Sokoine University of Agriculture

Response of large-scale mining companies to the system of governance for improved local livelihoods in Tanzania: a case of Kahama district

Show simple item record Maliganya, W. 2021-04-22T11:27:42Z 2021-04-22T11:27:42Z 2020
dc.description PhD Thesis en_US
dc.description.abstract This study assesses the response of large scale-mining companies to the system of governance for improved local livelihoods in Tanzania. Specifically, the study analysed the policy enabling environment of the mining sector in Tanzania, examined compliance of large-scale mining companies with regulatory framework, explored community perception on mining companies’ practices towards enhancing environmental sustainability and assessed the contribution of mining companies to the local livelihoods in Kahama District. The study employed both the cross-sectional and case study designs in which three mining village communities namely Mwendakulima, Mwime and Chapulwa were involved. The sample size for the study was 215 respondents, and systematic review of literature was used to collect information related to policies and legislation from Tanzania and best practices elsewhere. Additionally, household and key informant interviews with technical personnel from government and mining company officials were contacted to determine the extent to which communities’ understood issues of regulatory framework in relation to sustainable mining practices for improved local livelihoods. A five-point Likert scale with alternative answers from strongly disagree to strongly agree attitudes with statements implying disliking and liking the system of governance to the mode of mining operations was used as part from a questionnaire which was used for the household survey in this study. Data on policy review were analysed using content analysis from sources of information captured in various documents to portray the policy enabling environment of the mining sector in Tanzania. The whole mining operations in relation to attributes of compliance, sustainable environmental practices and livelihoods from community perspectives were handled by adopting exploratory factor analysis (EFA) using the Statistical Package for Social Sciences (SPSS) software to explore inter-relationships with a reflection in the national regulatory framework. The study findings show that Tanzania has taken serious measures towards exploiting opportunities by creating a policy enabling environment. However, the measures have not that much achieved the expected results to its desired level due to the persistence of targeted challenges in the sector. The persisting challenges are reflected in the form of lack of expected benefits and failure to develop policy options for making the investment environment supportive for all actors in the sector, hence failure to use mineral wealth sustainably for growth and poverty reduction for the benefit of all. In terms of compliance for sustainable mining practices, results show that consultation for views on issues, publication of anticipated effects and benefits in communities were positively attained by the mining company. However, it was also evident that the mining companies’ operations largely affected the qualities of water, soil and air within operation areas. There was also less compliance with better practice on issues of noise reduction and employment of a work force from the local communities. While the community perceived a positive response on social accountability measures, the community response showed less compliance regarding the degree of achievement in practice. Additionally, the practices towards the restoration of degraded land were also negatively explained. Consequently, this created negative attitude in the community on informed ultimate goal for enhanced sustainability. While in some instances these challenges were attributed to the mining company’s less compliance practices to the system of governance, in some cases they were associated with government’s inability to effectively implement, monitor and enforce the existing regulatory framework. The study concludes that key aspects for assured sustainability in areas with large mining operations should be determined in legally responsible and socially equitable ways for secured community livelihoods resources in areas affected by mining operations even after mine closure. Consequently, the study calls for improvement of large-scale mining companies’ compliance with respect to policy, legal and regulatory frameworks particularly where policy gaps have resulted into poor practices in terms of accommodating not only the country’s interests but, also communities’ in areas with large-scale mining operations. Therefore, the critical contribution of this study is the ability to add on to the existing literature knowledge with regard to the state of compliance of large-mining companies to the regulatory framework for improved local livelihoods on the basis of local community perspectives in the Tanzania’s mining sector using Buzwagi gold mine as a case study. This is especially important towards realization of the efforts underway by the fifth phase government of Tanzania (2015-2025) which are aimed at increasing the contribution of the sector to the country. en_US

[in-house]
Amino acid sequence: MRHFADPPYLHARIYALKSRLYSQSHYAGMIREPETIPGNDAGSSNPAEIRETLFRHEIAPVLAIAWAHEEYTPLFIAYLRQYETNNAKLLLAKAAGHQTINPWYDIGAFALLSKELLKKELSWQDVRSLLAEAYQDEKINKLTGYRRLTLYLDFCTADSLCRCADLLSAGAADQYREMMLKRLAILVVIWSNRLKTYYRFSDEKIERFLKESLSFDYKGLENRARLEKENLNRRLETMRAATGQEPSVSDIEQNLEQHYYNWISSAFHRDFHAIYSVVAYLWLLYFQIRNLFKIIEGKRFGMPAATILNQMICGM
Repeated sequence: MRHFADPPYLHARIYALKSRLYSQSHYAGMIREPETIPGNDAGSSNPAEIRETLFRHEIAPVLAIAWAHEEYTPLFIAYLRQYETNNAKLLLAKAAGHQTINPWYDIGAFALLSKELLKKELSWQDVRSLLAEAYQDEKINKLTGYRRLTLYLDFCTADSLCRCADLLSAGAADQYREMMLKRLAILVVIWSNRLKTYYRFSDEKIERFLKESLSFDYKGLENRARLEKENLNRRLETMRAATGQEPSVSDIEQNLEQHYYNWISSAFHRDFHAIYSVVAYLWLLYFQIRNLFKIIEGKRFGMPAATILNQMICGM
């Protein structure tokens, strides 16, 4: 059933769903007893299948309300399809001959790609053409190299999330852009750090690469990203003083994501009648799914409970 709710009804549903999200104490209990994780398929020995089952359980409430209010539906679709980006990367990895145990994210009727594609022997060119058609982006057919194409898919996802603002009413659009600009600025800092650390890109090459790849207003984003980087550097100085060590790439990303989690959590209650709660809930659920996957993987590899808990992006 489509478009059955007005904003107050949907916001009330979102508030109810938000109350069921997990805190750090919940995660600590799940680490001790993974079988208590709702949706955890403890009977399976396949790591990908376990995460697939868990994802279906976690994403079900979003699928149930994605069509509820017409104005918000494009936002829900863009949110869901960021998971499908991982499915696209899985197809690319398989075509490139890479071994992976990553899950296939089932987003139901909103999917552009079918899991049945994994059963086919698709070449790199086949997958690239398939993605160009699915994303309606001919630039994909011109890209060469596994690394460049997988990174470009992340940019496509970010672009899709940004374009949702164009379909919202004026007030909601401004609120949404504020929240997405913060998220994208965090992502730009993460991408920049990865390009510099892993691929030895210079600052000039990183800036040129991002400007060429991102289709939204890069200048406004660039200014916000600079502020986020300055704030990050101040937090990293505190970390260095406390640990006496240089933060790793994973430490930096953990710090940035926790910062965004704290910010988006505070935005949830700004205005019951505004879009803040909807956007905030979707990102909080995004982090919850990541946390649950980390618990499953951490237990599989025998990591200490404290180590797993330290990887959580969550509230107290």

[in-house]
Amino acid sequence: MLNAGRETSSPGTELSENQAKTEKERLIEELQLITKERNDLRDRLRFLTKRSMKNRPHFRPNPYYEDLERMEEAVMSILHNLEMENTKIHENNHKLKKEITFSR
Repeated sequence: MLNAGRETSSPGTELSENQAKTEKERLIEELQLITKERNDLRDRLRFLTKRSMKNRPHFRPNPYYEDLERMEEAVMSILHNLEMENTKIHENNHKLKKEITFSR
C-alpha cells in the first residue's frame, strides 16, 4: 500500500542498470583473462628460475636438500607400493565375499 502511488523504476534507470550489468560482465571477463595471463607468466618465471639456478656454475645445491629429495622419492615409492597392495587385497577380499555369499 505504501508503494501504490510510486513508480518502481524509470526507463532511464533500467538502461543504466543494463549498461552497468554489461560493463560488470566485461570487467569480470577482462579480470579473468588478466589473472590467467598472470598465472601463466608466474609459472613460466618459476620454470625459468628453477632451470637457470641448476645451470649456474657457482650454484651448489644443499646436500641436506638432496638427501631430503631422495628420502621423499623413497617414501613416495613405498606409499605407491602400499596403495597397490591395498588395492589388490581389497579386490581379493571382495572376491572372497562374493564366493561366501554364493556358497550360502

dc.description.sponsorship Mwalimu Nyerere Memorial Academy (MNMA) en_US
dc.language.iso en en_US
dc.publisher Sokoine University of Agriculture en_US
dc.subject Mining en_US
dc.subject Large scale mining en_US
dc.subject Mining companies en_US
dc.subject Improved local livelihoods en_US
dc.subject Tanzania en_US
dc.subject Kahama en_US
dc.title Response of large-scale mining companies to the system of governance for improved local livelihoods in Tanzania: a case of Kahama district en_US
dc.type Thesis en_US

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